BCFC: Striker Options

A 1-0 defeat to Cambridge United in the Carabao Cup on Saturday meant Aitor Karanka got off to a losing start as Blues Head Coach. With a week until the Championship campaign starts, Karanka has to pick his charges back up and encourage them to believe that they can win.

Birmingham City FC

While losing to lower league opposition is a bitter pill to swallow, any feelings of anxiety over the new season should be tempered by the fact that the team that played in that game should hopefully bear little resemblance to the one that plays the majority of the season.

Only Andres Prieto and George Friend of this season’s new signings started the game, with Jon Toral and Adam Clayton only fit enough to be available off the bench.

Ivan Sanchez is yet to start training with the team having been given some time off following his exertions in Elche’s end of season playoff campaign and Jonathan Leko needs more time to recover from the ACL injury he picked up in December.

However, even when all of these players are fit and ready for action there is the bald fact that Blues are light in forward areas.

Karanka gave 18-year-old Adan George his professional debut at the weekend leading the line in place of the injured Lukas Jutkiewicz, and while Jutkiewicz should return from his quad injury shortly he will in all probability still need time to step up to full match fitness.

Blues still need at least one striker even when Jutkiewicz is back leading the line if not two – and that means one of the first tests of this year’s transfer window.

While the twin issues of historic debt and the coronavirus do mean that Blues have to remain somewhat prudent in the transfer market, there is a feeling among some fans that the lack of transfer fees spent so far will mean more can be spent on a striker.

The problem is that a large transfer fee does not necessarily mean a striker will score 20 goals in a Championship season.

In the last five seasons, only 18 players have registered more than 20 League goals in a Championship season. Of those 18 players, only two of them have done it more than once – Tammy Abraham and Lewis Grabban.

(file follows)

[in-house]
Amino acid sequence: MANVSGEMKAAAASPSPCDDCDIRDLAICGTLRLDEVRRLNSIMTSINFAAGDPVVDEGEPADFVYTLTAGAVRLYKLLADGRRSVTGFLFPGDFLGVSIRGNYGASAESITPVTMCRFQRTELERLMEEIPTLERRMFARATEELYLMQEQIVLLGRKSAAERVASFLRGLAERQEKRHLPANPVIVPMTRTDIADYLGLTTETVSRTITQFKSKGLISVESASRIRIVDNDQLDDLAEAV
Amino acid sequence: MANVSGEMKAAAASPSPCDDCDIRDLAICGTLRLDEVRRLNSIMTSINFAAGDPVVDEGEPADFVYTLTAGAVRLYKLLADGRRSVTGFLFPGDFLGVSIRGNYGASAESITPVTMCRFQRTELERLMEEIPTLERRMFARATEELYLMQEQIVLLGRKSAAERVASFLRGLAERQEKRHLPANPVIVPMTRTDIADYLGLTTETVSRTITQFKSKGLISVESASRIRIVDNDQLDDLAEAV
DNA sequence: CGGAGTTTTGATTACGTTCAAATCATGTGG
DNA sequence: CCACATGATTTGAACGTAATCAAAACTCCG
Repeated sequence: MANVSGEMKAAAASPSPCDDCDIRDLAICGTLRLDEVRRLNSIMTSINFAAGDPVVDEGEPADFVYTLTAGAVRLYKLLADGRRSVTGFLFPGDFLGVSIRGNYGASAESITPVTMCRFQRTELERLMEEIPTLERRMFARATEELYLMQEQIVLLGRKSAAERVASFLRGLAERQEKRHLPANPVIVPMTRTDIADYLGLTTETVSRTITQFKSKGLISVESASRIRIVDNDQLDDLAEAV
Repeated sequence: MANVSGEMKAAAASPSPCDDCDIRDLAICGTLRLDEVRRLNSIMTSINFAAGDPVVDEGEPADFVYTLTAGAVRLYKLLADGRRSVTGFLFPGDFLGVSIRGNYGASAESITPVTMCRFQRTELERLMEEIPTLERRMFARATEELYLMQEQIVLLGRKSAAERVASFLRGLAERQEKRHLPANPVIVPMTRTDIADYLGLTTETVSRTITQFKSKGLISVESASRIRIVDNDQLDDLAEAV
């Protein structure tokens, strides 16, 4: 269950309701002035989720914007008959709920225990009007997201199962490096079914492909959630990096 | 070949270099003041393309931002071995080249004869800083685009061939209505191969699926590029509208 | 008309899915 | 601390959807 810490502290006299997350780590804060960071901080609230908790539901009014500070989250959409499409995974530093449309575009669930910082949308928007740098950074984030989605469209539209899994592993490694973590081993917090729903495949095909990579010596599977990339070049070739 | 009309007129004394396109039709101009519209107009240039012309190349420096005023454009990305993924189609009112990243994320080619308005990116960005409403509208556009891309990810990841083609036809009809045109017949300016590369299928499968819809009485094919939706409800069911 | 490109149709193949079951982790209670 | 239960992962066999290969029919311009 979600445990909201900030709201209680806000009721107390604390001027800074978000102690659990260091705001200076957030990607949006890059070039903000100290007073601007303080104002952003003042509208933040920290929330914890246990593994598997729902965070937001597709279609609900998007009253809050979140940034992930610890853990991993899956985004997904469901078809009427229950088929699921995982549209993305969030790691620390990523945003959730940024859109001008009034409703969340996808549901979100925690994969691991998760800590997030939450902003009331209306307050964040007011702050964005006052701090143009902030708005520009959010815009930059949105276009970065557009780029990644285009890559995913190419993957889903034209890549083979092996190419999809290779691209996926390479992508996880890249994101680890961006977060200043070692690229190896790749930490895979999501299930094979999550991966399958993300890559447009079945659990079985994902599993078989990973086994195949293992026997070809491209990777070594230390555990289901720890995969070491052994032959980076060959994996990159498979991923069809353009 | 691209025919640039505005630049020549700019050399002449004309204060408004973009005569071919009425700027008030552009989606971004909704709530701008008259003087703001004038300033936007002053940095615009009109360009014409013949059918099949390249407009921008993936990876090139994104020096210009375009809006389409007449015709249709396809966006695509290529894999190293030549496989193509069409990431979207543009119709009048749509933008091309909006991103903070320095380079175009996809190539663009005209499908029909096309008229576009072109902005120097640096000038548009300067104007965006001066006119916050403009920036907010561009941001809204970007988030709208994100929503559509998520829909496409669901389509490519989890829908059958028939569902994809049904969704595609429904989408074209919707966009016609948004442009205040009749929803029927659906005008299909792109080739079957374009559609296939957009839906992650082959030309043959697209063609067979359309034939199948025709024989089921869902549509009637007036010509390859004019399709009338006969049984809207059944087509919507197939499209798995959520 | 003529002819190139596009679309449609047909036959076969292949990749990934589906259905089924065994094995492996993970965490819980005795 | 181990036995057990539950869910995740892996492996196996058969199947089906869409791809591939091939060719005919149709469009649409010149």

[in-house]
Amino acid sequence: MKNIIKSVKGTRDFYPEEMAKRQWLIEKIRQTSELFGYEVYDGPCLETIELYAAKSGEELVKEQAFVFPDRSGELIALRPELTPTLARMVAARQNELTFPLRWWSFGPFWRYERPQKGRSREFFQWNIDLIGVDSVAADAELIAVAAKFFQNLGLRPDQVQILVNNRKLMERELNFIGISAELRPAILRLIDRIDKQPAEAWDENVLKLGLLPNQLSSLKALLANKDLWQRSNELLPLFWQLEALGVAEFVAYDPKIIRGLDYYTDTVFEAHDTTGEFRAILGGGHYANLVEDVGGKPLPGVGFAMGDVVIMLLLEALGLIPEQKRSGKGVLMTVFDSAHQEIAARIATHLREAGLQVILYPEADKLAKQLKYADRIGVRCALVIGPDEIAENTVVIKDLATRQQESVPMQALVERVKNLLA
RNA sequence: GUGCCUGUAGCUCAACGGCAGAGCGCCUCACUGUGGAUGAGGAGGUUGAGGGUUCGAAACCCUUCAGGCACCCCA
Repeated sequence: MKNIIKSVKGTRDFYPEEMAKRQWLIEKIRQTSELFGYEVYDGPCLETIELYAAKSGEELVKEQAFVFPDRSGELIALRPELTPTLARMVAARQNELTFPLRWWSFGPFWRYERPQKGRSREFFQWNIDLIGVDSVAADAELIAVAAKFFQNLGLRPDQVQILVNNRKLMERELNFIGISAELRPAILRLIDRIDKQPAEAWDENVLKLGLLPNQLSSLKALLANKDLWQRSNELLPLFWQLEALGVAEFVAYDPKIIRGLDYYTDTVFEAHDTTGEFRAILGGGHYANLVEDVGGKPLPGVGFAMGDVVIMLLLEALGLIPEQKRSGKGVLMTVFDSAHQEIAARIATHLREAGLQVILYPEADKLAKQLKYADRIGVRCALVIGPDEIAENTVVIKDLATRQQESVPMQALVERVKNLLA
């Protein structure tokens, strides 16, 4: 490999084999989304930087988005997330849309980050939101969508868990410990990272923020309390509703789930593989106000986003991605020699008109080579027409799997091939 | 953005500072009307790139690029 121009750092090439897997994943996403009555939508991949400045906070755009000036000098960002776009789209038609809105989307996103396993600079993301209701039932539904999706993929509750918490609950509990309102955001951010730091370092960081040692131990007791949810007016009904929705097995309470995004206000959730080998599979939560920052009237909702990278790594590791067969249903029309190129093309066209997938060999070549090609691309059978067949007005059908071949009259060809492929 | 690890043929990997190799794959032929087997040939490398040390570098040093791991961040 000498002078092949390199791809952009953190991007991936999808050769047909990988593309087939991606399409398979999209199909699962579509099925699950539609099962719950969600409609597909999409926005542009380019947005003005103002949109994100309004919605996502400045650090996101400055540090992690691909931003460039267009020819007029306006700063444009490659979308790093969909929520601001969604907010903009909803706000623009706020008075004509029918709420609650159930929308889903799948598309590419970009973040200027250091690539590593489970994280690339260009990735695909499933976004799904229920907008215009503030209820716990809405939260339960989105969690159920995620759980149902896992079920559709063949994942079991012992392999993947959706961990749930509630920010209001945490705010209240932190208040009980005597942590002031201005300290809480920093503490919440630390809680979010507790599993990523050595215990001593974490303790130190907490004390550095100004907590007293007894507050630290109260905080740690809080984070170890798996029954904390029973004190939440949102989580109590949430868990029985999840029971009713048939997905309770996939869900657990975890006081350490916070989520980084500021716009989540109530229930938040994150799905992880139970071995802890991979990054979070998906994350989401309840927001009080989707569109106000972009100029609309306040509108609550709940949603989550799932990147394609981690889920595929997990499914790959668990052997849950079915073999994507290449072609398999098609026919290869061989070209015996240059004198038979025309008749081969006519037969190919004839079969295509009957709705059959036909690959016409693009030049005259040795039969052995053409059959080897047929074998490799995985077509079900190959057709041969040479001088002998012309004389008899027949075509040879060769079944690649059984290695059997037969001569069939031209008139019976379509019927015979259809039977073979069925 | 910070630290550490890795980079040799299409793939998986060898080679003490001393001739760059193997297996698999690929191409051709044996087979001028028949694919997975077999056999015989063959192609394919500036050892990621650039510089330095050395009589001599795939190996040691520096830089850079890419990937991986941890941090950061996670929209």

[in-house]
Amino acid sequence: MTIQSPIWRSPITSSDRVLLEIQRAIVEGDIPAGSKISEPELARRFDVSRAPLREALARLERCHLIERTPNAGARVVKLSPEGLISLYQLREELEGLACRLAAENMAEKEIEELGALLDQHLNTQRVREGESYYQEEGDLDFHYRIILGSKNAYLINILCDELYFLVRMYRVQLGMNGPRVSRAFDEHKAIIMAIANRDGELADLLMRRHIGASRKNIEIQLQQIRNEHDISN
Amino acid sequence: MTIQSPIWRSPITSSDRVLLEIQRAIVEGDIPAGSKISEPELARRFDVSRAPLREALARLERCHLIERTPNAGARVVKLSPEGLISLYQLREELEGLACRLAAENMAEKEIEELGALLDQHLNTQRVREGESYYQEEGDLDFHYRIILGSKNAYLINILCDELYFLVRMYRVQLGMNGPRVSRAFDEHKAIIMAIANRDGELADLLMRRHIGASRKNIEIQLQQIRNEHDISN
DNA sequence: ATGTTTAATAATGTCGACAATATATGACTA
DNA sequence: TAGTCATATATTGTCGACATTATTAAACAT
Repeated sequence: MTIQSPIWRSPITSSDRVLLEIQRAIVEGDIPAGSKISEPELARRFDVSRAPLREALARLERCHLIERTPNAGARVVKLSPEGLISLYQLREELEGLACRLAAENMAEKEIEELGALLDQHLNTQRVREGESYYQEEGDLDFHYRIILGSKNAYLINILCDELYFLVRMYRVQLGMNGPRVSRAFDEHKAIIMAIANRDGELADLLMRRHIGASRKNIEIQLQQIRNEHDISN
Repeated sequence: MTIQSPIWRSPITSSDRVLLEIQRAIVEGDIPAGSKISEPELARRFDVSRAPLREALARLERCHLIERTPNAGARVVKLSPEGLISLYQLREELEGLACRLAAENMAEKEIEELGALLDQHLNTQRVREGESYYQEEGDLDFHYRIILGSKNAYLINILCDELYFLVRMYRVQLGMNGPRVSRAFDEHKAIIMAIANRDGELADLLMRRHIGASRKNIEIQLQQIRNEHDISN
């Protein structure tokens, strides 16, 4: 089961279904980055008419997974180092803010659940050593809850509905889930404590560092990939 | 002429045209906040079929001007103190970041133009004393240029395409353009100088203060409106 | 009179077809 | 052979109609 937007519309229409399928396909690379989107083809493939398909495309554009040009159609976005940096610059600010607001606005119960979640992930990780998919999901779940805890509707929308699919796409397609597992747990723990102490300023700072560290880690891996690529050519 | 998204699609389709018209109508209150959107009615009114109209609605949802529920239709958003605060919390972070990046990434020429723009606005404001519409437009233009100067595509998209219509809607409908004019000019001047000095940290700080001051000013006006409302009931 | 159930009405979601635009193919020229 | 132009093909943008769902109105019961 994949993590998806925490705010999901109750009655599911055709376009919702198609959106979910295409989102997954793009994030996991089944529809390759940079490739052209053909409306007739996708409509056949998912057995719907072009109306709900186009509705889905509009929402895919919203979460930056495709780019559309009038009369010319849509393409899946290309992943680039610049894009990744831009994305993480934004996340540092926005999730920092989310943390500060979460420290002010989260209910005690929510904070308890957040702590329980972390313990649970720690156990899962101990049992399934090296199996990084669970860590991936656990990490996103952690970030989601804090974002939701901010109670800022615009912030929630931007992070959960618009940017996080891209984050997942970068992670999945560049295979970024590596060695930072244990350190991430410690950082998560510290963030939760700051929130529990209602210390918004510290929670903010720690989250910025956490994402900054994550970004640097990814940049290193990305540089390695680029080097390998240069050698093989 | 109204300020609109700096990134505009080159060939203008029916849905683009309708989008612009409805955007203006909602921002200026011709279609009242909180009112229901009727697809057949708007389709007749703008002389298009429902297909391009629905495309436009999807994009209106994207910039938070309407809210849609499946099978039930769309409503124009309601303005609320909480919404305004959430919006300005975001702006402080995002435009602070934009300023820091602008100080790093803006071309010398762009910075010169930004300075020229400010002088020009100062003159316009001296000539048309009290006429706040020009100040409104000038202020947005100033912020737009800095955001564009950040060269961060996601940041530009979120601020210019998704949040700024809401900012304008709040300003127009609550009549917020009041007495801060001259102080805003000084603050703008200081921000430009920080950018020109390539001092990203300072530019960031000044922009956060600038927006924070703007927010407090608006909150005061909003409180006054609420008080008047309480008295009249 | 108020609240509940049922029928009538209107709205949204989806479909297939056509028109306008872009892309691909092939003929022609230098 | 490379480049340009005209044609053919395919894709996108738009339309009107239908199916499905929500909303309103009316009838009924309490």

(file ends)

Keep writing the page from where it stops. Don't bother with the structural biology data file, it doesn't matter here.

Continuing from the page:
There are fairly obvious reasons why most strikers do not repeat the feat. Most strikers are either promoted with their team or snapped up by a Premier League team in the season following their 20+ goal haul; of the others, four were loaned out to Championship sides by Premier League teams.

Some teams have shown that with shrewd scouting and good play, a striker who doesn’t cost much can do the business. Blues have done this themselves, picking up Che Adams for around £2M in 2016 two seasons before he scored 22 goals and a big move to the Premier League.

As one would expect, Brentford are the past masters at picking up cheap strikers who turn out to be goal machines; Neal Maupay cost them just £1.6M while Ollie Watkins, who finished last season as equal top scorer with 26 cost just £1.8M.

Norwich and Hull City did even better than that, picking up Teemo Pukki and Jarrod Bowen respectively on free transfers prior to them hitting 20 in a league season.

While I can’t lie that I would be somewhat excited by Blues going big and spending a large sum on a “proven” striker, my real hope is that Blues go down the sensible route again.

I’d much rather Blues went for a striker like Che Adams with raw potential who could be moulded not only in terms of skill but set up so that the team and the player benefit most from each other.

If Blues are to do that it’s going to take time – which brings me back to something I’ve said in previous pieces.

Defeat to Cambridge wasn’t nice, and there is definitely a fear in some quarters that some things haven’t changed.

However, it’s one game – and Karanka has signed up for three years. It might take a few games, it might even take more than one window to get things right; we have to give the management some time to get things right otherwise we are doomed to repeat the cycle of the last few years.